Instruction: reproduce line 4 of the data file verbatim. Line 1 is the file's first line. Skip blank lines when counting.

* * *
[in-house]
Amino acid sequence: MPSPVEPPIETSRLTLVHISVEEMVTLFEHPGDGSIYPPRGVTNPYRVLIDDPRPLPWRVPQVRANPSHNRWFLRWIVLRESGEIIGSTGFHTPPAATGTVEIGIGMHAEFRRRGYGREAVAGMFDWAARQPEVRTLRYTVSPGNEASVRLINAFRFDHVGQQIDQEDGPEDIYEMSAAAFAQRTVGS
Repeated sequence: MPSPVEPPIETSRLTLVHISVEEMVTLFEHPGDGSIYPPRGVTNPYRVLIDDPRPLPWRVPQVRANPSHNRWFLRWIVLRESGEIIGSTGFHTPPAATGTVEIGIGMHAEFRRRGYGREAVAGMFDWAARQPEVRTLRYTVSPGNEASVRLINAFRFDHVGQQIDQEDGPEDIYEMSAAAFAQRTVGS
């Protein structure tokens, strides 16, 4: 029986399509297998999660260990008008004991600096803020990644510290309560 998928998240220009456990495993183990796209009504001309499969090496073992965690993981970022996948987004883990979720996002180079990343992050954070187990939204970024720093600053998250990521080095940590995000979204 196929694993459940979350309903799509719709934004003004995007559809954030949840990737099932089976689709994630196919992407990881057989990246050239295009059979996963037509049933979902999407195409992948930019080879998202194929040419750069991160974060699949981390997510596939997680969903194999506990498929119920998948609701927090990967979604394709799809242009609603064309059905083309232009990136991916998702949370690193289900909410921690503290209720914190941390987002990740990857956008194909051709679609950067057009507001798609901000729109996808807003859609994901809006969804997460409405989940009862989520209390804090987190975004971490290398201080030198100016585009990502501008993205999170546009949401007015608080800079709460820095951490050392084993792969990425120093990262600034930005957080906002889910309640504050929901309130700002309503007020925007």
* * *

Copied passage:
């Protein structure tokens, strides 16, 4: 029986399509297998999660260990008008004991600096803020990644510290309560 998928998240220009456990495993183990796209009504001309499969090496073992965690993981970022996948987004883990979720996002180079990343992050954070187990939204970024720093600053998250990521080095940590995000979204 196929694993459940979350309903799509719709934004003004995007559809954030949840990737099932089976689709994630196919992407990881057989990246050239295009059979996963037509049933979902999407195409992948930019080879998202194929040419750069991160974060699949981390997510596939997680969903194999506990498929119920998948609701927090990967979604394709799809242009609603064309059905083309232009990136991916998702949370690193289900909410921690503290209720914190941390987002990740990857956008194909051709679609950067057009507001798609901000729109996808807003859609994901809006969804997460409405989940009862989520209390804090987190975004971490290398201080030198100016585009990502501008993205999170546009949401007015608080800079709460820095951490050392084993792969990425120093990262600034930005957080906002889910309640504050929901309130700002309503007020925007």